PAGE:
Bush: 'A hero for the ages'
WASHINGTON (CNN) -- President Bush, with his wife, Laura, at his side, spoke briefly at the White House after he learned of the pope's death.
Bush met three times with the pope during his life. In June 2004, Bush presented the pontiff with the Presidential Medal of Freedom, the highest U.S. honor given to civilians, while visiting the Vatican.
The following is the text of the president's statement Saturday afternoon:
"The Catholic Church has lost its shepherd. The world has lost a champion of human freedom, and a good and faithful servant of God has been called home.
"Pope John Paul II left the throne of St. Peter in the same way he ascended to it -- as a witness to the dignity of human life. In his native Poland, that witness launched a democratic revolution that swept Eastern Europe and changed the course of history.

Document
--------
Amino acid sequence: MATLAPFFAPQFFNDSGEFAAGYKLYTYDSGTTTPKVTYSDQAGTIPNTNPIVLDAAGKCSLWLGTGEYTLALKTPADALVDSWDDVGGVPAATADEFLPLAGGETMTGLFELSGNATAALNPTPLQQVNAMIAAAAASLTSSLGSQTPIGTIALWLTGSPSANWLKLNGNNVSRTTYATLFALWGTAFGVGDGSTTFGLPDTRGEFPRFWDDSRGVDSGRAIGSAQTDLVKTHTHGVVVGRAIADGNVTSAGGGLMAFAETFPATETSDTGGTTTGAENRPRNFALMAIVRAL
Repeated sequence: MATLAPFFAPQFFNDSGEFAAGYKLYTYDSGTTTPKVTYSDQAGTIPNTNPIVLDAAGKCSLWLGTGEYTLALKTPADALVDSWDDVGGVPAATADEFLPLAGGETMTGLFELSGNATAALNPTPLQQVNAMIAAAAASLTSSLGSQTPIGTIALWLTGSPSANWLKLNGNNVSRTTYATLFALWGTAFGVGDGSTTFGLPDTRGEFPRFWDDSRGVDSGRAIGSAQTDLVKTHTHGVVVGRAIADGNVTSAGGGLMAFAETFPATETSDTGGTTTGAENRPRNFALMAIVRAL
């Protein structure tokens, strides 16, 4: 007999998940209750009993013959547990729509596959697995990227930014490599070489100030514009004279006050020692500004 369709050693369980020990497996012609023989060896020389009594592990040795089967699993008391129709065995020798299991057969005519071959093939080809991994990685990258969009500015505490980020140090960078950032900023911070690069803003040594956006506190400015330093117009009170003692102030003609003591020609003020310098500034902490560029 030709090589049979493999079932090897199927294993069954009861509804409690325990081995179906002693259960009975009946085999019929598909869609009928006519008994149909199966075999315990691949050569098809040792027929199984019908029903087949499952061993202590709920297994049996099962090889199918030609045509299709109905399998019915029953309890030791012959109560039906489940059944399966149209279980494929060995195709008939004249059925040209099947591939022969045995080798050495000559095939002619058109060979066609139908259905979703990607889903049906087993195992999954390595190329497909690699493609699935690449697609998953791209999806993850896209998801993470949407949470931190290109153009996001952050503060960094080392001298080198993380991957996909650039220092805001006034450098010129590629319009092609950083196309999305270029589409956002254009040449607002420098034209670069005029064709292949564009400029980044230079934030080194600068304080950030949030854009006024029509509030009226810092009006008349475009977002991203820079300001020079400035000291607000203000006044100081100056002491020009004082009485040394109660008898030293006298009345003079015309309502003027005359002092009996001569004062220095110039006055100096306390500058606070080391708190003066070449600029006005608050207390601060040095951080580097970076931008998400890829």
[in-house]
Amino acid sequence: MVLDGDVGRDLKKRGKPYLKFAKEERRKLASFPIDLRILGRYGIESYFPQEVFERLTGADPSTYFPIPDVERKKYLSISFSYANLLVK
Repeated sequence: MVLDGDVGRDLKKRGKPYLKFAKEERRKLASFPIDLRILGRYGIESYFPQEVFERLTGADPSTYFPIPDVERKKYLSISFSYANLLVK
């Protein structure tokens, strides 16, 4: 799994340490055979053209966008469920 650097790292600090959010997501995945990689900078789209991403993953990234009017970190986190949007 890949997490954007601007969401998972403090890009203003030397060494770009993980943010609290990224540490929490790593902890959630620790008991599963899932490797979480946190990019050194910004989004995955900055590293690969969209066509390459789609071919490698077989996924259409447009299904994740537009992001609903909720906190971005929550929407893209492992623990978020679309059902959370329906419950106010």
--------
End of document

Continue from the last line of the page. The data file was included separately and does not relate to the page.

"Throughout the West, John Paul's witness reminds us of our obligation to build a culture of life, in which the strong protect the weak.
"And during the Pope's final years, his witness was made even more powerful by his daily courage in the face of illness and great suffering.
"All popes belong to the world, but Americans had special reason to love the man from Krakow. In his visits to our country, the pope spoke of our providential Constitution, the self-evident truths about human dignity in our Declaration (of Independence), and the blessings of liberty that follow from them.
"It is these truths, he said, which have led people all over the world to look to America with hope and respect. Pope John Paul II was himself an inspiration to millions of Americans and to so many more throughout the world.
"We will always remember the humble, wise and fearless priest who became one of history's great moral leaders. We are grateful to God for sending such a man, a son of Poland who became the bishop of Rome and a hero for the ages."